Adjusting the rearend side to side with the upper arms attached was impossible so I removed both uppers and got it centered. Then I set my pinion angle with a floor jack and reattached the upper arms. I made sure the bolts slid into the rearend bushings easily so they wouldnt cause the rearend to get misaligned. Having the upper arms off for this part made it go much faster but once its all assembled having the Chassisworks double adjustable arms will make it much easier to adjust the pinion angle in the car if I need to make small adjustments. I will just have to adjust each arm a little bit at a time and go back and forth so they are adjusted the same amount


For the pinion angle I set the rearend almost exactly the same but opposite as the transmission. If I had leaf springs I would have set it a degree or two down but I don’t think the pinion should change much or at all under acceleration with this suspension configuration.






 
BBLemond 
Forum Newbie
Posts: 53

Reg: 03-15-16
05-31-17 09:28 PM - Post#2693783    
    In response to BBLemond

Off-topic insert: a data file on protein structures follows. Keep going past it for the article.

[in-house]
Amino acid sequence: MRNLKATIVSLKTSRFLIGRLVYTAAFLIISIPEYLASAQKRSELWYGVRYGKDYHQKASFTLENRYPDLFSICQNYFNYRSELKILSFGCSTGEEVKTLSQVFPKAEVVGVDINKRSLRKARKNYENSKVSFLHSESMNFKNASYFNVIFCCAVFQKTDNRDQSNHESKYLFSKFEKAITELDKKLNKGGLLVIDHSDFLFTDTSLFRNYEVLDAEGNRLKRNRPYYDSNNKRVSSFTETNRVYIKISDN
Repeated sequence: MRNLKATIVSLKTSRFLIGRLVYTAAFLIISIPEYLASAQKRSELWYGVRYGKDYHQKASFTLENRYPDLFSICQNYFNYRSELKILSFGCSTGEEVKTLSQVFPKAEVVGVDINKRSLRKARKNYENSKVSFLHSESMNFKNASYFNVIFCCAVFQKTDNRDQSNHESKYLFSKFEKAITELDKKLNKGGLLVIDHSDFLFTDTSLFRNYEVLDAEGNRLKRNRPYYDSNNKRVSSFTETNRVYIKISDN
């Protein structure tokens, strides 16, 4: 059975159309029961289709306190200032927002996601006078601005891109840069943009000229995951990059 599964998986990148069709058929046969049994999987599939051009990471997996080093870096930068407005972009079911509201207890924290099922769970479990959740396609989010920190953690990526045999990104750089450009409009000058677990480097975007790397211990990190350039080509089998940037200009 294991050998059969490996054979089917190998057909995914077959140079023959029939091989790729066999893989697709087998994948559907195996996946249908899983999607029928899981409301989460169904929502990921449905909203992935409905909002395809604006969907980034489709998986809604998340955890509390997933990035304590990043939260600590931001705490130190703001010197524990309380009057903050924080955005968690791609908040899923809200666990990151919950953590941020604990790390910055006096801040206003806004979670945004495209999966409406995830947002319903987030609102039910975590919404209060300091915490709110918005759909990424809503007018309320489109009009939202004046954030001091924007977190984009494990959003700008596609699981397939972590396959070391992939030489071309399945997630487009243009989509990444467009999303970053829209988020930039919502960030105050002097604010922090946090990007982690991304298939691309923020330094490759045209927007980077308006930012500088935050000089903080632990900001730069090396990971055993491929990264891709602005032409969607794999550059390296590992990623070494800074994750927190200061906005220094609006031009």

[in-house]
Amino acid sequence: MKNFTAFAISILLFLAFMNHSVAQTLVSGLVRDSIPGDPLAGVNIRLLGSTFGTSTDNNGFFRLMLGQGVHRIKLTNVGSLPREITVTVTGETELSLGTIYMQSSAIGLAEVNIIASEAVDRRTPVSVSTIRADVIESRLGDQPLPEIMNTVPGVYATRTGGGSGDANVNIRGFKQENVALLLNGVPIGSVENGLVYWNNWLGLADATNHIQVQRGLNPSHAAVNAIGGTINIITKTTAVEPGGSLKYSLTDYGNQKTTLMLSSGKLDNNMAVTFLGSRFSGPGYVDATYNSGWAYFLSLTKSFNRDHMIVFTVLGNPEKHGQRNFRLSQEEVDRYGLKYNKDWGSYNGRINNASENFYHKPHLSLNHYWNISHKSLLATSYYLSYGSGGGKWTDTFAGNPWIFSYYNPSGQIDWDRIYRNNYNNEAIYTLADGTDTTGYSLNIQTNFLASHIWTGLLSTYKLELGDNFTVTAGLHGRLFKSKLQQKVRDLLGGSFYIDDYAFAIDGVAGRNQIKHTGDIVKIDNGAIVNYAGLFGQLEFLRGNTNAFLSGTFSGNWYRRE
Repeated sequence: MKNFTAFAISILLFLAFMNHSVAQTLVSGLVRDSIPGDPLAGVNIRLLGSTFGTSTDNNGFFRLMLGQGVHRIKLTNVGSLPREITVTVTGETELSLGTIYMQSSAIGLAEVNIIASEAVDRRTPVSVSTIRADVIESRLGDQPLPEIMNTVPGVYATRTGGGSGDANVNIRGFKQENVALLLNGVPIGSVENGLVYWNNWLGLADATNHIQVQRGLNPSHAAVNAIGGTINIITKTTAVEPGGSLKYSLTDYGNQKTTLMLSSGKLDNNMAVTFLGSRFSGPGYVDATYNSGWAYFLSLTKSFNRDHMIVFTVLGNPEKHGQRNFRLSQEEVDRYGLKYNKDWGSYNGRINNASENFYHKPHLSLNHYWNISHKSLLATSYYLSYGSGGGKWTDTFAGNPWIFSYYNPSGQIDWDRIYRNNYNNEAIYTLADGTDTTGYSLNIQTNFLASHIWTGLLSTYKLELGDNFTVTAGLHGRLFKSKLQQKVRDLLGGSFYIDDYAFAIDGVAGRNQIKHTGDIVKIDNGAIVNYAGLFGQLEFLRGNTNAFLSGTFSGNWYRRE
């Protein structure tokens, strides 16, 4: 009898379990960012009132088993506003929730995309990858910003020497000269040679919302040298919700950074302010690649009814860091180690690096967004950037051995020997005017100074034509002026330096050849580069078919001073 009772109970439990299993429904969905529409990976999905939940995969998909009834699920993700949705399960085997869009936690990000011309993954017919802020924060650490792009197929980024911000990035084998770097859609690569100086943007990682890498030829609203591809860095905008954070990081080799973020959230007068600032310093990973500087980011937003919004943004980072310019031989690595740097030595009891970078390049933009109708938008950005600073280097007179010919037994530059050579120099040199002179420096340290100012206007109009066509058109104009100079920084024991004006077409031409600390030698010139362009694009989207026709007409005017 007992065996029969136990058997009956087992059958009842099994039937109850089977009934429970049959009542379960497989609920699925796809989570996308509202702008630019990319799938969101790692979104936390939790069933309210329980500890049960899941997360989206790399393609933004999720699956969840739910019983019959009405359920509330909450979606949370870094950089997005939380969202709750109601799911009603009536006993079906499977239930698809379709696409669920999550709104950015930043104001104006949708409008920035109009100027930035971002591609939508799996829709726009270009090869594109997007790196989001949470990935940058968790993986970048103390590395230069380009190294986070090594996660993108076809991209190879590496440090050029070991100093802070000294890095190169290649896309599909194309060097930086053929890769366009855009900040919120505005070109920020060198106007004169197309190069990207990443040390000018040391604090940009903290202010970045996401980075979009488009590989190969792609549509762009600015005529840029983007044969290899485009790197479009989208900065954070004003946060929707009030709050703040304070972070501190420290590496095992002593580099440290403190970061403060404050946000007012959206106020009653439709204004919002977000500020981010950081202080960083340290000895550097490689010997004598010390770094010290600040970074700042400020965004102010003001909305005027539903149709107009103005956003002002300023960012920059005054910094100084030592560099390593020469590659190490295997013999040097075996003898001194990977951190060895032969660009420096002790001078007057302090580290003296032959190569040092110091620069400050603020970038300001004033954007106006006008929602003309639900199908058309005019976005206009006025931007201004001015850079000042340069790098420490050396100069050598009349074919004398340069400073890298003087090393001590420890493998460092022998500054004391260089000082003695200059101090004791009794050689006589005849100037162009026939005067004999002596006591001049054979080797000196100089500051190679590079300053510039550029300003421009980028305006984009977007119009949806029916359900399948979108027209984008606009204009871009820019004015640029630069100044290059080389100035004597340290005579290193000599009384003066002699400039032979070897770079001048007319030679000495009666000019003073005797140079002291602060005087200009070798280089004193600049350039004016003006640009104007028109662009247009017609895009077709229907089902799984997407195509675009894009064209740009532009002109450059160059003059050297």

So my brother bought a truck out here in CA so Ruth and I drove it back to Georgia for him. We made it a nice long vacation. If I remember correctly someone had asked if the big block would fit under the hood. Unfortunately it does not fit with the air cleaner I had on it. So I made this flat top out of cardboard for now so I can drive it around until I find a new aluminum flat top to replace it. The flat top fits fine under there without hitting the hood.


Not sure if I've mentioned it before but I have an 8 second Chevelle that I race. I've been running Evans Coolant in it for years now and love it. So I bought some more to go into the El Camino and figured I could save some money on the flush if I put it in before starting the engine in the truck.